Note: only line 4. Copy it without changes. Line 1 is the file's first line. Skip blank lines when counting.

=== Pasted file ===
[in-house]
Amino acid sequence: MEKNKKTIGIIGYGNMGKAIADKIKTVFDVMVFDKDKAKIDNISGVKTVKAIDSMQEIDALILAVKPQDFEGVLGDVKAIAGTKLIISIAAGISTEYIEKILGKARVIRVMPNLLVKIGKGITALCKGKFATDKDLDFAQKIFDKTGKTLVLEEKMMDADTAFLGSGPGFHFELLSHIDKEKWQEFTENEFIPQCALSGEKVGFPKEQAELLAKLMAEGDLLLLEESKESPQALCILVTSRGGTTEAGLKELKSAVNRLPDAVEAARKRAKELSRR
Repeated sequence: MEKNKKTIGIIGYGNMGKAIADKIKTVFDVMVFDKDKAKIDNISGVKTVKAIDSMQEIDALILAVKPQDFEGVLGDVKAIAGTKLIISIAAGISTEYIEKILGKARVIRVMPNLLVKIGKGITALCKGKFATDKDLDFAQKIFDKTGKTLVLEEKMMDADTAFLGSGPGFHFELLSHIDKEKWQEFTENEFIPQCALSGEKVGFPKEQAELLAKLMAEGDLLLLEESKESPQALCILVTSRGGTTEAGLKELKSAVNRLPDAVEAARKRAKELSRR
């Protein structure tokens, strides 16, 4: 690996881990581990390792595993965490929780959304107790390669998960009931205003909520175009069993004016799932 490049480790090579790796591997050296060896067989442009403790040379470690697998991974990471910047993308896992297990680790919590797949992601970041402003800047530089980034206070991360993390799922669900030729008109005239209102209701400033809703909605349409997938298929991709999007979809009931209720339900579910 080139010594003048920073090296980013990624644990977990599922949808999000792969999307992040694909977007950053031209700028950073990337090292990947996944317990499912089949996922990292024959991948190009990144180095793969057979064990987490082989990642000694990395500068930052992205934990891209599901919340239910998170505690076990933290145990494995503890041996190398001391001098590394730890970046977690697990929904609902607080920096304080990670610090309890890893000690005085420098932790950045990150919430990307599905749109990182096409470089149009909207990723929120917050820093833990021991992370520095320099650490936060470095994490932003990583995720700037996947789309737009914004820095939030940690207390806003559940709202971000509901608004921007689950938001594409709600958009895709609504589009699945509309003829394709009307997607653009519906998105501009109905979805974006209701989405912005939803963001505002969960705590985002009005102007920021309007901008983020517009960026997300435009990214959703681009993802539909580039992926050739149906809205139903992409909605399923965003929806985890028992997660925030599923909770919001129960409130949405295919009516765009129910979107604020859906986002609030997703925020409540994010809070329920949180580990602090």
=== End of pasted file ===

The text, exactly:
């Protein structure tokens, strides 16, 4: 690996881990581990390792595993965490929780959304107790390669998960009931205003909520175009069993004016799932 490049480790090579790796591997050296060896067989442009403790040379470690697998991974990471910047993308896992297990680790919590797949992601970041402003800047530089980034206070991360993390799922669900030729008109005239209102209701400033809703909605349409997938298929991709999007979809009931209720339900579910 080139010594003048920073090296980013990624644990977990599922949808999000792969999307992040694909977007950053031209700028950073990337090292990947996944317990499912089949996922990292024959991948190009990144180095793969057979064990987490082989990642000694990395500068930052992205934990891209599901919340239910998170505690076990933290145990494995503890041996190398001391001098590394730890970046977690697990929904609902607080920096304080990670610090309890890893000690005085420098932790950045990150919430990307599905749109990182096409470089149009909207990723929120917050820093833990021991992370520095320099650490936060470095994490932003990583995720700037996947789309737009914004820095939030940690207390806003559940709202971000509901608004921007689950938001594409709600958009895709609504589009699945509309003829394709009307997607653009519906998105501009109905979805974006209701989405912005939803963001505002969960705590985002009005102007920021309007901008983020517009960026997300435009990214959703681009993802539909580039992926050739149906809205139903992409909605399923965003929806985890028992997660925030599923909770919001129960409130949405295919009516765009129910979107604020859906986002609030997703925020409540994010809070329920949180580990602090």